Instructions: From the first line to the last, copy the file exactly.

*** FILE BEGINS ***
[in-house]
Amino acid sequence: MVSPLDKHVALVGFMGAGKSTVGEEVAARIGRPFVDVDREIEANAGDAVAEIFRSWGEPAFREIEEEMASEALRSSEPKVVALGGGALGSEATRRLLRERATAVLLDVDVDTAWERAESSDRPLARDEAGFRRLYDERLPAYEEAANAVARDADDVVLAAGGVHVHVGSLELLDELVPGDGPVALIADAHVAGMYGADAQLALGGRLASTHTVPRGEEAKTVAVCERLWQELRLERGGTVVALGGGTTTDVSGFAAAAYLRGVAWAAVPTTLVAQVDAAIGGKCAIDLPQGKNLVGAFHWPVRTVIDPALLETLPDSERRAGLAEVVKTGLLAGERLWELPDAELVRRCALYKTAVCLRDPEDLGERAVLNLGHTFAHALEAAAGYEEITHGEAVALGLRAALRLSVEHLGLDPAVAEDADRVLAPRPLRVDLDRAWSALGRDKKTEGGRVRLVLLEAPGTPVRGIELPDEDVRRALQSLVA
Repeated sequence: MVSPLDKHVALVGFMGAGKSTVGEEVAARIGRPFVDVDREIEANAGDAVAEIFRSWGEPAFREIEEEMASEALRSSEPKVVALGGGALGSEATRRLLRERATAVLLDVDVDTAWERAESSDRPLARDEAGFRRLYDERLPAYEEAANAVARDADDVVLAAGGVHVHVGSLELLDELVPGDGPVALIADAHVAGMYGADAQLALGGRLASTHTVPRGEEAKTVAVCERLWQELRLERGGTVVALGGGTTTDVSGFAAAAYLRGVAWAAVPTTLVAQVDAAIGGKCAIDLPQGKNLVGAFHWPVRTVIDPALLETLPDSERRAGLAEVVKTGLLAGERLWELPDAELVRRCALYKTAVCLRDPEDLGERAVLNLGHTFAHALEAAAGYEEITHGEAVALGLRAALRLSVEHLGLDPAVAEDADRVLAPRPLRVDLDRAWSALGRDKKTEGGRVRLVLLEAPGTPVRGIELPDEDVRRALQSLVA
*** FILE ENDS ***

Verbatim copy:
[in-house]
Amino acid sequence: MVSPLDKHVALVGFMGAGKSTVGEEVAARIGRPFVDVDREIEANAGDAVAEIFRSWGEPAFREIEEEMASEALRSSEPKVVALGGGALGSEATRRLLRERATAVLLDVDVDTAWERAESSDRPLARDEAGFRRLYDERLPAYEEAANAVARDADDVVLAAGGVHVHVGSLELLDELVPGDGPVALIADAHVAGMYGADAQLALGGRLASTHTVPRGEEAKTVAVCERLWQELRLERGGTVVALGGGTTTDVSGFAAAAYLRGVAWAAVPTTLVAQVDAAIGGKCAIDLPQGKNLVGAFHWPVRTVIDPALLETLPDSERRAGLAEVVKTGLLAGERLWELPDAELVRRCALYKTAVCLRDPEDLGERAVLNLGHTFAHALEAAAGYEEITHGEAVALGLRAALRLSVEHLGLDPAVAEDADRVLAPRPLRVDLDRAWSALGRDKKTEGGRVRLVLLEAPGTPVRGIELPDEDVRRALQSLVA
Repeated sequence: MVSPLDKHVALVGFMGAGKSTVGEEVAARIGRPFVDVDREIEANAGDAVAEIFRSWGEPAFREIEEEMASEALRSSEPKVVALGGGALGSEATRRLLRERATAVLLDVDVDTAWERAESSDRPLARDEAGFRRLYDERLPAYEEAANAVARDADDVVLAAGGVHVHVGSLELLDELVPGDGPVALIADAHVAGMYGADAQLALGGRLASTHTVPRGEEAKTVAVCERLWQELRLERGGTVVALGGGTTTDVSGFAAAAYLRGVAWAAVPTTLVAQVDAAIGGKCAIDLPQGKNLVGAFHWPVRTVIDPALLETLPDSERRAGLAEVVKTGLLAGERLWELPDAELVRRCALYKTAVCLRDPEDLGERAVLNLGHTFAHALEAAAGYEEITHGEAVALGLRAALRLSVEHLGLDPAVAEDADRVLAPRPLRVDLDRAWSALGRDKKTEGGRVRLVLLEAPGTPVRGIELPDEDVRRALQSLVA